Mr Margolis misses a few key pieces of the puzzle. NH Hampshire succeeds for several reason other than its proximity to Boston, no income or sales tax are huge factors. New Hampshire is much more business friendly. The advent of “act 250” and others restrictive regulations had the desired result of stifling any type of development. Those folks who came here for their little piece of heaven were able to effectively shut the door behind them and keep others from enjoying the same freedom. Our regulations create a situation where a farmer trying to give one of their children an acre of land can cost tens of thousands of dollars, someone trying to open a small business is broke and discouraged before they really begin. Vermonters don’t want to be told to live in a city, they want to make that choice on their own. The plan of our government should be to get out of the way, they are the problem not the solution.

    • Ray Gonda

      Vermont is unique and an attraction by virtue of forward looking items such as Act 250 and other pieces of legislative foresight. I do not count myself among that segment of Vermont’s population that would willingly and encouragingly destroy Vermont’s uniqueness and desirability a a place to live – to end up with a state little different from any other. And I have to wonder why some others do. For another two bucks in the pocket?

      • Steve Baker

        We are unique in that we occupy the cellar in so many categories.

  • walter carpenter

    “Lack of opportunity and high taxes are things that drive young people away. ”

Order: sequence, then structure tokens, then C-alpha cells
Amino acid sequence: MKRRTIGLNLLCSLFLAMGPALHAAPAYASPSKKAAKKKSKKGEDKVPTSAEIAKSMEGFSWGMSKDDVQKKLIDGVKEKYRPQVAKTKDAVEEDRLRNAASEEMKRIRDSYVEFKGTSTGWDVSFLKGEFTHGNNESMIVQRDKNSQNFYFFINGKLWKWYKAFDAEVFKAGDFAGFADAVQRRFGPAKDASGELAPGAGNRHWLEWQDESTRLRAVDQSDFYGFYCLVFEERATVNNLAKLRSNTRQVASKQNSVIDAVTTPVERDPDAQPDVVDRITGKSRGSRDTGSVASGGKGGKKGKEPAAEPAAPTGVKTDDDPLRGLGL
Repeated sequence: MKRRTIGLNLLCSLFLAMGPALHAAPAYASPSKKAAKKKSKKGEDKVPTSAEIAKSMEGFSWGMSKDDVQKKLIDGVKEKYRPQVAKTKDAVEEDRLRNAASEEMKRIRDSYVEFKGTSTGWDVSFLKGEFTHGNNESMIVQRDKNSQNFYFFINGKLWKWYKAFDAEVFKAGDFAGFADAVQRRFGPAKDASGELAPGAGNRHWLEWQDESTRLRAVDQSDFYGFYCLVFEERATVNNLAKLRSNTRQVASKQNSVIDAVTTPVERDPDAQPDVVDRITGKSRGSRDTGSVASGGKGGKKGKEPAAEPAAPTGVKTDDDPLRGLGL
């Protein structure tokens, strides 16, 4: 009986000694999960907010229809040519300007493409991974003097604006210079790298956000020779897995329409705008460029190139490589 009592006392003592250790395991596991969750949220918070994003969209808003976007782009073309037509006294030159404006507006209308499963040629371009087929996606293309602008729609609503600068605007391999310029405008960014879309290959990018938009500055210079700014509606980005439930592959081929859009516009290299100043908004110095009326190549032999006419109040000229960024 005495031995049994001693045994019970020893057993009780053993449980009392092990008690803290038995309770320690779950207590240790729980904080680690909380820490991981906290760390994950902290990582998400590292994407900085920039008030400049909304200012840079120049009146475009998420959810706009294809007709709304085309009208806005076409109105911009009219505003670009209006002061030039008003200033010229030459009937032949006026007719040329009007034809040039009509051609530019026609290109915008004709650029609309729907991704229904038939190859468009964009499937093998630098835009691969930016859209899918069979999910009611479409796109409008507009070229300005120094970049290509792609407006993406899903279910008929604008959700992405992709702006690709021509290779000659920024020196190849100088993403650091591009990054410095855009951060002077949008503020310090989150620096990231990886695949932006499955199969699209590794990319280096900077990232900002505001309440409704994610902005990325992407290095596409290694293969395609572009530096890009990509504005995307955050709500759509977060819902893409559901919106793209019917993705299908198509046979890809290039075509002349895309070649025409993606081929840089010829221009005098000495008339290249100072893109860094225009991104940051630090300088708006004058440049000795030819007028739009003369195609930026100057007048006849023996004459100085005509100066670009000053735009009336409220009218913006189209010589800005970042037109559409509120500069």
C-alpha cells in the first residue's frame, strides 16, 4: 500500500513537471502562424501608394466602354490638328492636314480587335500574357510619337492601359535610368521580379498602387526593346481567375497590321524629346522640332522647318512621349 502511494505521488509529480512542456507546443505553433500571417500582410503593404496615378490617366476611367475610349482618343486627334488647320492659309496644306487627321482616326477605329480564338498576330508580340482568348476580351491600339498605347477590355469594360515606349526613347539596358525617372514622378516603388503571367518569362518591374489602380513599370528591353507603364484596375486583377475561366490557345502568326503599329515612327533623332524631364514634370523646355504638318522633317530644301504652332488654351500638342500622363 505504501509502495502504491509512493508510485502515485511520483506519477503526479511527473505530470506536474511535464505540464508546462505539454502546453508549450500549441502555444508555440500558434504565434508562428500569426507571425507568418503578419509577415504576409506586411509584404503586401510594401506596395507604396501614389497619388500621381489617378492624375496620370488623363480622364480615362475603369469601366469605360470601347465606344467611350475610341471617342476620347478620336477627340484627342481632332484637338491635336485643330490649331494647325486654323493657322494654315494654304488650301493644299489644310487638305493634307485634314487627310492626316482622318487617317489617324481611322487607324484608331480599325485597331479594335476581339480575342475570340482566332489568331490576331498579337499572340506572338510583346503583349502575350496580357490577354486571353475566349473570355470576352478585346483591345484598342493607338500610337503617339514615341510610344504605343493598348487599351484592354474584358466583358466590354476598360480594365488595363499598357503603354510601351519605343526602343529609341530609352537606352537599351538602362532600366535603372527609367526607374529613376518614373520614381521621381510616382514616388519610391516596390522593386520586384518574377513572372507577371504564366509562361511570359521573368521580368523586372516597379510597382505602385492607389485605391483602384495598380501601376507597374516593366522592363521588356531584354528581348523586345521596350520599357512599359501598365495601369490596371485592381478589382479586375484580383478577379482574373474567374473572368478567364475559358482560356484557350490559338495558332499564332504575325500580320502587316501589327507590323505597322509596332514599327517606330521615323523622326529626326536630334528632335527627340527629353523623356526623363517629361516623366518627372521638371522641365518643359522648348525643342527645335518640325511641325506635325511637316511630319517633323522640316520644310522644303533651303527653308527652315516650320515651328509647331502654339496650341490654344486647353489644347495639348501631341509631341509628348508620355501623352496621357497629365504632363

It’s low wages that drive young and older away. Why work for $10-$12 an hour, for example, when you can make $20-$30 somewhere else for the same kind of job? And soon, as more and more states finally legalize marijuana, I would be willing to bet that people will leave because we’re still backwards in that as well. I already know some Vermonters who have gone to Colorado for that reason.

    • David Austin

      Walter, it is the net economic environment that is one of the factors in population shifts. Both Taxes and income levels are components of that. The reasons that a $12 an hour job is a $20 an hour job in another place involve a number of factors. One of those factors is the gross revenue and operating expenses of a given employer. Creating economic opportunity is more complex than simply waving a magic wand and raising wages, as some in the legislature would like to do. Attempting to emulate the economic environments of more populous environs is neither prudent nor possible for Vermont. Vermont has always been unique. Capitalizing on Vermont’s strengths without compromise is the path to success.

      • Ray Gonda

        The devil is in the details of how to accomplish that capitalizing without the compromising. I do not think it can be done.

      • Steve Baker

        Perhaps you can site a few places this has happened “without compromise”?

  • Bruce Wilkie

    Chittenden county is not part of Vermont.

  • Steve Baker

    That’s as far as Boston is from New Hampshire, which explains why New Hampshire is as rich and populous as it is.
    Boston is the reason NH runs a very efficient State?
    WOW, Rose colored and very narrow focus.
    But maybe Vermont could build a beautiful big toll booth/rest area just over the border on rte 91, That would catch a buck from each flat-lander coming to and from. You don’t mind paying a dollar and the revenue generated is great.
    Vermont has a history of Not copying Good Ideas and repeating their own Bad Ideas. The Spiral continues….

    • Ray Gonda

      If Vermont is doing the wrong things, why to so many people want to move and live here? They do, ya know?

      • Steve Baker

        Is this Sarcasm? The population is in a downward spiral and has been for some years.

  • Jason Brisson

    Don’t Jersey Vermont!

    • Ray Gonda


  • Joe Shannon

    I have watched in Wilmington what Vermont does to people who want to invest in the State. The residents smell money and want their pound of flesh. Vermont is listed as 48th as the least business friendly places. Why would anyone want to start a business there? Instead of offering breaks you build walls. Demand your $15 an hour, family leave, free healthcare…

    • Steve Baker


    • Ray Gonda

      It’s all a good thing too!